b) If we must have primaries and caucuses, my suggestion is that we allow the Iowa-New Hampshire-first thing to continue because of tradition, but then have all of the other ones on the same day, maybe 2-4 weeks later.

    c) On that note, why not just use existing holidays for primaries? Have Iowa and New Hampshire on Martin Luther King Day, and the rest of them on Presidents Day.

    January 4, 2012 at 1:37 pm | Report abuse |
    • Publius Novus

      Duh. Why should Republicans allow non-Republicans to tell them who their candidate should be? Should Catholics let Protetants vote for the Pope? Should Rotarians let VFW members elect Rotarian officers? You don't sound very smart.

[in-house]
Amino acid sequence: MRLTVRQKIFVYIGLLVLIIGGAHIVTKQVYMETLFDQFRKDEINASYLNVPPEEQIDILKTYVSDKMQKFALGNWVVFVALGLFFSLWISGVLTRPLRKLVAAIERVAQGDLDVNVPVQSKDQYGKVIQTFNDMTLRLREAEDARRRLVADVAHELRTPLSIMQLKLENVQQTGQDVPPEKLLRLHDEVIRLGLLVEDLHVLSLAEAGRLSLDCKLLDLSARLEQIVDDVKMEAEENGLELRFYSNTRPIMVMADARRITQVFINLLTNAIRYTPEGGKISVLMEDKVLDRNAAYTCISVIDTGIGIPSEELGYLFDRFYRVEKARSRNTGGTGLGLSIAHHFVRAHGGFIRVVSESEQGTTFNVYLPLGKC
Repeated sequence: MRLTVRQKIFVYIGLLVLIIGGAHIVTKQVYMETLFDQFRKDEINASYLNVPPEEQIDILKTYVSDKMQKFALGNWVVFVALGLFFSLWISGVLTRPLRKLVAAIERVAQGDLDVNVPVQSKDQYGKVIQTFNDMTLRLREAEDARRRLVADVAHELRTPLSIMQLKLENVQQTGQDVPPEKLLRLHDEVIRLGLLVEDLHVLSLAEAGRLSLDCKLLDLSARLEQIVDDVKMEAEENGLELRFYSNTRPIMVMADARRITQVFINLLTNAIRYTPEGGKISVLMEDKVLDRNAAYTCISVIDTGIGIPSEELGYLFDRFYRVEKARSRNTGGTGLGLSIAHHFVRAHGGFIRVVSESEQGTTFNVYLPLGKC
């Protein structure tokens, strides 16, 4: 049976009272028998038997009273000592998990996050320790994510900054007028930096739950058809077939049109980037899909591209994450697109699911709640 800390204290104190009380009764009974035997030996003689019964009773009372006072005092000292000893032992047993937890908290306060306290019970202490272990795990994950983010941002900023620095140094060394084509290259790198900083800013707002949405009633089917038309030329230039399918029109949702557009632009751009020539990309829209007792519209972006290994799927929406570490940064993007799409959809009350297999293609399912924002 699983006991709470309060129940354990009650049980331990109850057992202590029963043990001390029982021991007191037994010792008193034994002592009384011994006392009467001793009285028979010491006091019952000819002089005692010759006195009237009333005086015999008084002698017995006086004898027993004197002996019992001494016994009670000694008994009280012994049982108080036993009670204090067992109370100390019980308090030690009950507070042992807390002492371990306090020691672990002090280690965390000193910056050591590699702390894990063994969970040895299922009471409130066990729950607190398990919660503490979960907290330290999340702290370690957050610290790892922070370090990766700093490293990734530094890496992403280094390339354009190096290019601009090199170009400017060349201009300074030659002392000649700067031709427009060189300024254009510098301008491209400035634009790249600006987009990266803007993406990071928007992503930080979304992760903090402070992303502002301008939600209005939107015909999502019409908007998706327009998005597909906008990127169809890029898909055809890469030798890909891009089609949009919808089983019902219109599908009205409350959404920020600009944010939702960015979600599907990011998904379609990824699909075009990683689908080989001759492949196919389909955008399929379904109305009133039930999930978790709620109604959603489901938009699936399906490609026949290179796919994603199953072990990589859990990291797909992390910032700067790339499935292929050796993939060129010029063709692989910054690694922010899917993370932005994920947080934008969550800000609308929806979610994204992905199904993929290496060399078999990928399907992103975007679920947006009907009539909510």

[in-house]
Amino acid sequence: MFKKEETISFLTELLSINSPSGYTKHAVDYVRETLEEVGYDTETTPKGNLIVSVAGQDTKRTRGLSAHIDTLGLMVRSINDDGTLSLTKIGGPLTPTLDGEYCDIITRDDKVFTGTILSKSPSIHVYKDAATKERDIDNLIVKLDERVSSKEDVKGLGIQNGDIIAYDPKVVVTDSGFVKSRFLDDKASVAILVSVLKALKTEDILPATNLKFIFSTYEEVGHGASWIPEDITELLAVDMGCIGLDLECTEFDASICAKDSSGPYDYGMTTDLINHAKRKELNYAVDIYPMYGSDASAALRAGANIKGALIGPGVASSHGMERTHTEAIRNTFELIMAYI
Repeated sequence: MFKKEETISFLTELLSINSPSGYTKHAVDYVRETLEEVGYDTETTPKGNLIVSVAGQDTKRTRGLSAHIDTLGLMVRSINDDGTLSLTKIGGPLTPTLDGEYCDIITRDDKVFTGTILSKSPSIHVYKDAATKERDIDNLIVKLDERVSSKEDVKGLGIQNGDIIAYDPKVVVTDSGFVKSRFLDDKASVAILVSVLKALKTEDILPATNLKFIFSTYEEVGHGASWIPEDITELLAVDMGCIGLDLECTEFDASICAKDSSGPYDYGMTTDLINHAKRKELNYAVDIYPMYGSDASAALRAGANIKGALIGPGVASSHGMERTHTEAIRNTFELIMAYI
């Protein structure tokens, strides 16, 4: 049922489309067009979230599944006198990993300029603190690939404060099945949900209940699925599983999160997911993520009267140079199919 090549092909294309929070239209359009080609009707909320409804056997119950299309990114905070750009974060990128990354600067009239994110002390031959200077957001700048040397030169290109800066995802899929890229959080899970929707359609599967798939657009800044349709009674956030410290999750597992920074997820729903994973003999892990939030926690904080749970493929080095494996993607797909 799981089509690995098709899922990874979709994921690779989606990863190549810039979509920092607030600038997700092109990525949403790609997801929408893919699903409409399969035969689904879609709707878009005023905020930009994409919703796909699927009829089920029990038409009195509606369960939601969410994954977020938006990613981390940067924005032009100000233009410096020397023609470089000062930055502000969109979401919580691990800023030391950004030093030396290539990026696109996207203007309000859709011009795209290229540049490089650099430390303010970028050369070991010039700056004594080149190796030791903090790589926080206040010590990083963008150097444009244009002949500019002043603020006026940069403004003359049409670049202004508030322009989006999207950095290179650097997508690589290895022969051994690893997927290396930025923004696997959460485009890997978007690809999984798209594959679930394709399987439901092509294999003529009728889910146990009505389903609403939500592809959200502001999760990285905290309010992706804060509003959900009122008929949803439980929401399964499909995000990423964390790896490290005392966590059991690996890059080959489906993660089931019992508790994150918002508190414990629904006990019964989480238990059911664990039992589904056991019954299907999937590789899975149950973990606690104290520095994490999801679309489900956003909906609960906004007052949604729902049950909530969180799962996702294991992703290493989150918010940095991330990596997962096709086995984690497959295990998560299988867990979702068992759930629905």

January 4, 2012 at 2:27 pm | Report abuse |
    • Clayton

      I don't think that's what he's saying, Publius. He's saying that the primaries shouldn't exist, because all it does it strip the candidates down to the one each side thinks will win. So, in the last election, if a non-Democrat wanted to vote for Hillary Clinton once the real election got started, that wasn't an option anymore.

      I just see problems with information overload. Instead of political ads for 2 candidates come election time, you'd have 6 or 7 different ads. While this would reduce attack ads (Because who would you attack with your one commercial? How would you be certain that you'd take their votes?) it would also make debates far more tedious. Maybe there should be a combined primary?

      January 4, 2012 at 3:16 pm | Report abuse |
  5. Clayton

    In an ideal environment, this is how I'd change the voting system.